Having some trouble hand quilting simply because of problems with needle threading? Ami Simms shared some great tips for threading needles in two of her recent newsletters. She said:
If you’re “Slow Quilting,” otherwise known as plain old “hand quilting,” and formerly known as “quilting” (before people started quilting with an electric needle), then threading a needle is something you do with some frequency. Try these tips:
Hold the eye of the needle over something white, or at least light colored, so you can see the eye better. Jamming the thread at the side of the needle isn’t as effective as aiming it at the eye.
Use new thread, and cut the end off the thread at an angle just before you try to thread the needle. Old thread is too limp and hairy. The point you create will give you a slight advantage.
Lick the thread and use your lips or teeth to flatten it on the way out of your mouth. (Sorry if I grossed you out there.) Thread is round but needle eyes are various degrees of oval.
Update the prescription for your eyeglasses, find a 10-year old you can bribe to thread your needles for you, or…
Invest in a good mechanical needle threader like the Bohin Easy Needle Threader.
Then Ami shared a BONUS TIP that I really liked, because I like to sew on trips and it’s REALLY hard sometimes to thread a needle in the car, depending upon the road surface:
Thread the entire pack of needles onto a single spool of quilting thread, then pull off one threaded needle at a time with the exact amount of thread you need.
This might not mean what you think. Watch Ami’s video to see how she does it!
In her next newsletter, Ami mentioned that several of her subscribers e-mailed to remind her (kindly) that she had forgotten two needle threading tricks in the last newsletter.
Forgotten Trick #1: If the thread doesn’t go through on the first try, turn the needle around and go at the eye from the other side. Needle holes are machine punched. One side may be microscopically smoother than the other. I use this trick frequently. Maybe my thread is extra sensitive. Or, maybe I just need a “do-over” to get the thread in. Obviously, this isn’t something you can do with a sewing machine needle.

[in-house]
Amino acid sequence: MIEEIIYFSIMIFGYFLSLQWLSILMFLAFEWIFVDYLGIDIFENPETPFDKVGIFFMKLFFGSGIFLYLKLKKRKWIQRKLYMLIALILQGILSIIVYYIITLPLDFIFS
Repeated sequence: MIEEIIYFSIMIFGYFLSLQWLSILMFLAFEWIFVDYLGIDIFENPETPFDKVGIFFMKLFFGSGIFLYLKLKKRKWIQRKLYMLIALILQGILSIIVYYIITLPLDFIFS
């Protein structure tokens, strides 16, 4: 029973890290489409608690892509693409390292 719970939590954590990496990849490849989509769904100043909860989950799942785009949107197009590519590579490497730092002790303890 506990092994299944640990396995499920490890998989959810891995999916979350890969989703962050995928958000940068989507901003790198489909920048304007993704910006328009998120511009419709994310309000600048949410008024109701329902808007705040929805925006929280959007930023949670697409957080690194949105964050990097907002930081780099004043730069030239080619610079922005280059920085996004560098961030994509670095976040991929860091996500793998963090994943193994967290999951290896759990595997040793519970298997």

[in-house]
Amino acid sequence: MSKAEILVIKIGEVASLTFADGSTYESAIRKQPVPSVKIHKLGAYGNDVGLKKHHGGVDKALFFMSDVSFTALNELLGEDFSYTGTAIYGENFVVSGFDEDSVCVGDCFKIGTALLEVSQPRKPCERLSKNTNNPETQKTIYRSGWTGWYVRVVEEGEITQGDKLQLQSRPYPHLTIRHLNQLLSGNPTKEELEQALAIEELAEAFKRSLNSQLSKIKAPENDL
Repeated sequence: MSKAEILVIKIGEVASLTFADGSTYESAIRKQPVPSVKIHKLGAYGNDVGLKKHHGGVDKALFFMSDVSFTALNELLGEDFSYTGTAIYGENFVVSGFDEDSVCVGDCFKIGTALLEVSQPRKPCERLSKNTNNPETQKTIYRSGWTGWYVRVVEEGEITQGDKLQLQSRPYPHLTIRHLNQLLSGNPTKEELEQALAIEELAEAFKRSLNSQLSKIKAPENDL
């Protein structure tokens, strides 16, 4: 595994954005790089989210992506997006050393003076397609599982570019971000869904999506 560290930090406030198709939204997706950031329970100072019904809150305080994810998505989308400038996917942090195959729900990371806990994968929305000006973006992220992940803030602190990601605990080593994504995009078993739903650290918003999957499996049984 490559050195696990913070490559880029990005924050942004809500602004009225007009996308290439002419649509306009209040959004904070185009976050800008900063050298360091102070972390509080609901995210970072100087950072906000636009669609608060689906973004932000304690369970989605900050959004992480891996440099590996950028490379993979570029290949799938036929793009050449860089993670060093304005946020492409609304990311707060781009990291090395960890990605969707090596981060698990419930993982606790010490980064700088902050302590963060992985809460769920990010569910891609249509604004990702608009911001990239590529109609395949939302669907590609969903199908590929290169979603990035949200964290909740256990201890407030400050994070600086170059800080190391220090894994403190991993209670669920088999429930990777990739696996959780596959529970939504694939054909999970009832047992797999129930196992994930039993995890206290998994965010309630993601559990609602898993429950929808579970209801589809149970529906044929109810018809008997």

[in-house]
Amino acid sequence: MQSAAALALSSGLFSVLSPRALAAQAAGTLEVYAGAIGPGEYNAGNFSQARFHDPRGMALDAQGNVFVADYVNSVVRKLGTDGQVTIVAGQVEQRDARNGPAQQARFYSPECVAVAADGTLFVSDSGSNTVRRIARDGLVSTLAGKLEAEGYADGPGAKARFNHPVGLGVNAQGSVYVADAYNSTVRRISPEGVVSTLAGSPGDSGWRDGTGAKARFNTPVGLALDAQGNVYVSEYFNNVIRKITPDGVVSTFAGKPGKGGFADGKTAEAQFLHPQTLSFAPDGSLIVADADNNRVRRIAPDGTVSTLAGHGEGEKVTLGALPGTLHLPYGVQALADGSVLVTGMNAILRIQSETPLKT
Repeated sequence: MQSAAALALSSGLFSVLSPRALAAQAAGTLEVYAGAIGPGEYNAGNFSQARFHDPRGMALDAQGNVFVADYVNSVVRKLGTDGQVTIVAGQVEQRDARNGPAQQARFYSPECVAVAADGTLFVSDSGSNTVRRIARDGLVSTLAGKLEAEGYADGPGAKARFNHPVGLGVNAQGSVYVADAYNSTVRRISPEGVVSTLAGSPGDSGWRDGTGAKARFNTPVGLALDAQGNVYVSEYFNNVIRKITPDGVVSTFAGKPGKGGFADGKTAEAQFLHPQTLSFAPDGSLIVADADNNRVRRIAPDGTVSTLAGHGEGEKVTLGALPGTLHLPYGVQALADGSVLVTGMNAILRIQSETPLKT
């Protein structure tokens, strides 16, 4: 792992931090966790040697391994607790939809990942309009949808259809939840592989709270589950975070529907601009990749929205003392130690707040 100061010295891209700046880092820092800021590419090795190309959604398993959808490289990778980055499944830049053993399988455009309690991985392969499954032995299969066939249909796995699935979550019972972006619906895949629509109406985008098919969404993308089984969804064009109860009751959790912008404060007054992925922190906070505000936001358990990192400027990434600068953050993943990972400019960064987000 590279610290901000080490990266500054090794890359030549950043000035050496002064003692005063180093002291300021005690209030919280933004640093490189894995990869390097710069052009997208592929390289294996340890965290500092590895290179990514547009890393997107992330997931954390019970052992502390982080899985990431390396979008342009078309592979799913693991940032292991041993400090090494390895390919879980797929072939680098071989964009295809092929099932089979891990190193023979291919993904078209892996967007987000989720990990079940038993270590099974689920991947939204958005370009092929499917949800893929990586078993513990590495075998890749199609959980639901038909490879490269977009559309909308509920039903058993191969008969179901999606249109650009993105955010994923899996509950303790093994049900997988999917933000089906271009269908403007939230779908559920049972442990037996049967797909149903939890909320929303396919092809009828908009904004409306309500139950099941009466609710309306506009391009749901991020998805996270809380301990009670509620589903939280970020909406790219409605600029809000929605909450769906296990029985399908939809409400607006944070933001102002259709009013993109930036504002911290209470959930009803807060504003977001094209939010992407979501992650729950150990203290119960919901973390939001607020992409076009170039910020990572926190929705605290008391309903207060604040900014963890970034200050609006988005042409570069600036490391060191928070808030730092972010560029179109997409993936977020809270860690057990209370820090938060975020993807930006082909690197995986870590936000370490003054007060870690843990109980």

And, Forgotten Trick #2: Lick the needle instead of the thread. Ami reminds us, “You can’t use this tip on a sewing machine needle either. Truth be told, I purposely left this trick out. It never made sense to me. The argument is that licking the thread makes the thread swell, making it more difficult to pass through the eye. Licking the needle somehow attracts the thread. I never understood that and, possibly for that very reason, this trick never worked for me. But, hey, if it works for you, I’m all for it. Try it! Please note: you have to lick the part of the needle that has the eye. Licking the point of the needle won’t help at all.” Ha!
“New Trick: This is a new one for me. Morgan48 shared that her “sewing machine guy” told her to hold her thread with both hands to thread her sewing machine needle. That puts the thread moving from the middle of your body towards the needle. Getting the thread situated between my two index fingers was a little awkward, but I could keep my head in front of the needle (to see better) and I didn’t have to bend my wrist a lot as I normally do threading with one hand. Interesting. Unless I totally misunderstood the tip. It happens.”
May all your needles be threaded smoothly and your stitches glide like silk.
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